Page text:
Inside The Mental Health Stigma In The Latino Community

Activist Dior Vargas discusses the stigma within the Latino community and encourages each person to become their own advocate when in comes to getting the best treatment possible.

This Is What It’s Like To Recover From An Eating Disorder During Ramadan

As Ramadan ends, Buzzfeed highlights the experiences of people in recovery from eating disorders during this month when the relationship with food, family, and Allah all intersect. Continue Reading

Mental Health News Round Up: July 3


imagesWhy Gay Marriage is Good for a Person’s Mental Health

A study from 2010 showed that people who identified as gay residing in states where same-sex marriage was banned experienced higher rates of mental health disorders. Since gay marriage is now legal in all states thanks to the Supreme Court, this reporter hopes that mental health outcomes for LGBT people will improve.

UC Davis Psychiatrist Discusses Mental Health Stigma among Immigrant

Cultural stigma in immigrant communities prevent many from getting treatment. Dr. Russell Lim, a leading psychiatrist who focuses on the stigma in refugee populations, discusses how language determines how one describe mental health disorders, the importance of linkages to the communities, and the benefits of seeking treatment. This is an especially important read during Minority Mental Health Month (#MMHM).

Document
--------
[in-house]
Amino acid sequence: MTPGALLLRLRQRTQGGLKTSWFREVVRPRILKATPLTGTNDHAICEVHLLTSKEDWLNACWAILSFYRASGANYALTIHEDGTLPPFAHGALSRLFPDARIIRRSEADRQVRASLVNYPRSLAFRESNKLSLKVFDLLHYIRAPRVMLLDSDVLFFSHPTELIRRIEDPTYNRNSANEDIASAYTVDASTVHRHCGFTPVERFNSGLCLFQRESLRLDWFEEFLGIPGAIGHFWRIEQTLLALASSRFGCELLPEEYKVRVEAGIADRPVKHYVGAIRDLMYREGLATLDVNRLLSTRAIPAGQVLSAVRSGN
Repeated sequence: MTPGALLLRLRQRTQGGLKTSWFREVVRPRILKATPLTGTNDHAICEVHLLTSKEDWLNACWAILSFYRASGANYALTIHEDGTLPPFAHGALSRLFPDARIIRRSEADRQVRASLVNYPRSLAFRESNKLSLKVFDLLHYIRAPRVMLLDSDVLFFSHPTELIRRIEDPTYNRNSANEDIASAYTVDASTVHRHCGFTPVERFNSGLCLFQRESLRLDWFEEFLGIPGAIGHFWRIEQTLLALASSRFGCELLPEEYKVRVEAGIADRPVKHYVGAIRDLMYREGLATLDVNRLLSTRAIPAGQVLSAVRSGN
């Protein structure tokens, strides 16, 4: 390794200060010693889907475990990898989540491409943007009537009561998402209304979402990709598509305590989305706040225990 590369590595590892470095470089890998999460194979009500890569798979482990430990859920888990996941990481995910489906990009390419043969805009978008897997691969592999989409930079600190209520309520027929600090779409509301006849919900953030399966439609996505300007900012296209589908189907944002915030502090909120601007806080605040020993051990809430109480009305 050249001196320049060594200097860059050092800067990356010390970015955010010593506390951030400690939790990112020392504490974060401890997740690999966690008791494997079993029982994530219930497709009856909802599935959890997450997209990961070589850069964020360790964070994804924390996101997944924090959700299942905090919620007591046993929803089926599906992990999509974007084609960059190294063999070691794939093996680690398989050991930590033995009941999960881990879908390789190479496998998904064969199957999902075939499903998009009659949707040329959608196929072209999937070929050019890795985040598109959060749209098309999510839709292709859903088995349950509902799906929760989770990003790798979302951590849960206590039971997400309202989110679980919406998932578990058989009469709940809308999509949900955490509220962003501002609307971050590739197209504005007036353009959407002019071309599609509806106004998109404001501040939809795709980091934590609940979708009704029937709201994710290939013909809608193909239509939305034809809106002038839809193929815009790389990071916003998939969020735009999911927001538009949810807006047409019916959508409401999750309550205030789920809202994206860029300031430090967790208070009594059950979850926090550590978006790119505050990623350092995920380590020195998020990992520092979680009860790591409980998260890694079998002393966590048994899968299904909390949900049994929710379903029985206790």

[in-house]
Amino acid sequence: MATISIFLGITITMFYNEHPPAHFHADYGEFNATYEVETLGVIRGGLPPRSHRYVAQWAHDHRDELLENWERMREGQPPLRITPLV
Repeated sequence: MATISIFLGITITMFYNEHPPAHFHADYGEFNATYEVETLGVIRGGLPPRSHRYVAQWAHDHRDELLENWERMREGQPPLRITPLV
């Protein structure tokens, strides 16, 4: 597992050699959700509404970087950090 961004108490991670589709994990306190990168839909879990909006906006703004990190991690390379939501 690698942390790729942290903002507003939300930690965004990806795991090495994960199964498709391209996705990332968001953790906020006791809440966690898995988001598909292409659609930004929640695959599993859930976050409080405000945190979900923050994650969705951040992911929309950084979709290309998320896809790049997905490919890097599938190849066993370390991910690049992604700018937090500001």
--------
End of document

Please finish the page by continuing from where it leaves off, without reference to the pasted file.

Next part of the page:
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Mental Health News Round Up: June 12


Black Girls Smile Creator Fighting to Dispel the Misconceptions of Mental Health In the Community

Stigma in the black community makes it difficult for those struggling to seek the help they need.  A new organization works to help black girls with mental health disorders by talking and educating people about mental health.

We Need More Mental Illness Literacy

Early intervention, especially in the treatment of schizophrenia is crucial. To increase the number of help seeking behaviors that people utilize, the National Institute of Mental Health is seeking to dispel the misconceptions and educate treatment providers about severe mental illness.

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Emerging Scholars Fellowship: Drum Roll Please…


9186213I don’t know if you’ve all noticed, but it seems like the transgender community has been gaining more and more visibility in the last few months…

It’s been amazing to see, and I feel honored to be doing this research at a time when society seems to be becoming more open to the experiences and needs of transgender and non-binary individuals.

On that note, I think it’s time to share some of the findings that have come from my time as an Active Minds Emerging Scholars Fellow.

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Chapter of the Month: Occidental College


1425555_253282681496020_167931192_nOccidental College has been named Chapter of the Month for May! Their stigma-fighting techniques have caught our eye and we want every chapter to know about them, too.

Active Minds at Occidental College did not rest for a minute this spring semester, working continuously to break the barriers to mental health services on campus.

In addition to leading a diverse panel of 10 students who spoke openly about their mental health issues to a large classroom of peers, the chapter was also recently recognized for their on-campus advocacy for the addition of a peer mentoring program in the counseling center.